An interesting thing happened mid-way through the proceedings, and I raised my head slightly at that, but it blew over.
Considering that everything could only become a matter of course, in due time, and that here in the back benches of the court where no one mattered, time itself was our every hope. But the proceedings had just dragged along, and on and on. At times I'd nodded off, propped up at the end of the bench, uncomfortable and also irritable.
But the trial was an important one, and so I waited. Along with everybody else.
At night I took the train home, and the stillness and the unvaried silences of the packed-in bodies seemed to scream at me some kind of a warning. The train sped me home with muted bodies that only differentiated themselves from those in the courthouse by the fatigued drain of their complexions -- the incredible sense of relief to be, just like me, going home.
It was a warning, all right. As much as the softness and warmth of my bed was a pleading.
My home was pleading innocent of all charges, and it wanted me back. The lights turned on without flickering, washing the blank white walls with a pure light, revealing the etched wood, the tiny little loops of the carpet's weave, and a small white spider that crawled aimlessly up at the corner ceiling in the foyer. The fruit and cut-up strips of meat in the refrigerator were fresh, pulsating with the need and the desire to become part of my body. And the water from the tap in the kitchen was cold, invigorating and somehow sweetly reminiscent of lemonade. As I climbed the stairs to retire for the evening, the plush white steps began to push me up along my way without my having to climb so hard on these weak, overworked legs. In the bathroom, the shower head spoke a gentle rain to the skin of my back.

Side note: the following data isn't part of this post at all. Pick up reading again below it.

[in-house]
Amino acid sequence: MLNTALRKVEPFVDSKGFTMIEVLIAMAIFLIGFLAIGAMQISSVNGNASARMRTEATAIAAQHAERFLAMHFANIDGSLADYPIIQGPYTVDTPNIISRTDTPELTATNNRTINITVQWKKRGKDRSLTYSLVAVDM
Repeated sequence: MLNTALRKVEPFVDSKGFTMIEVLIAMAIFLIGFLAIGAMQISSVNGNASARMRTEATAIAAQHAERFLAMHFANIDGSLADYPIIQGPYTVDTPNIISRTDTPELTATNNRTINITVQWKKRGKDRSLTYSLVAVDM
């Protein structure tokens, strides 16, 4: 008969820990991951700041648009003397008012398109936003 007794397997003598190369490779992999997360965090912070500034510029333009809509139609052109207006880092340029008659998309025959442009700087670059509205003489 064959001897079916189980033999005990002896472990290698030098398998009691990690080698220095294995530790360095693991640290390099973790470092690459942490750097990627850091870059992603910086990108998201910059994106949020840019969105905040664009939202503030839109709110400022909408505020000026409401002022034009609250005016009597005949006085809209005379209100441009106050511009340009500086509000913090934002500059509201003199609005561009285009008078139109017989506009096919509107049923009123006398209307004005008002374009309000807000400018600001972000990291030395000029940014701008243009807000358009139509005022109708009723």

All of this was my home in the process of pleading innocent by reason of neglect. It wanted me to stay home, for good.
And I felt for it.
I fell for everything and I apologized and sympathized, out loud in the blank white kitchen and in the well-lit hallway and the bedroom, and to the bed I caressed an apology, deep strokes of care and understanding into the fabric of the white linen and the thick white comforter.
But in the morning I snapped on the light. Bright and early, to catch the early train back to the court house.
The light in the bedroom had dimmed yellow. The house became puppy dog eyes. The shower head wept onto me, and the bristles of my tooth brush almost refused to scrape my teeth clean they were so weak and lifeless. Down in the kitchen, in the dim yellow of the rising sun that was cutting through the white strips of the window blinds, the knives seemed less sharp. With a dull meat-cutting knife I smeared butter and a pale jelly over an unwelcoming stale bagel from the back of the pantry (like it had been hiding from me), and I slipped it into a dish in the microwave, but the machine had to be prompted for almost six whole minutes before it would comply and heat up my small little breakfast.
I sympathized, out loud, and asked forgiveness, but that I had a task, and a responsibility to be there, at the courthouse. It would end soon, I reasoned. There would be a culmination, and a verdict.
The little light in the refrigerator snapped off, with a tight sound of grief, and the carpeting fell dead underneath my feet, and would not offer to escort me to the front closet to get my coat. Indeed, the knob on the closet door seemed as if it might ultimately refuse my grip, but at last it turned, and the other white coats did not want to be near the one I had been wearing of late, to the trial. It hung there, lonesome, without another coat's shoulder to rely on. When I pulled it out, it was cold, as if it had slept alone.
On the way there, in the train, I felt such stress in my body. But I had to steel myself for the long process of the proceedings. Hopefully things might wind down, and I would see a miracle.
There had been no crying yet. No heated arguments. No jibes or barbs. Hopefully, yet, I would see a miracle.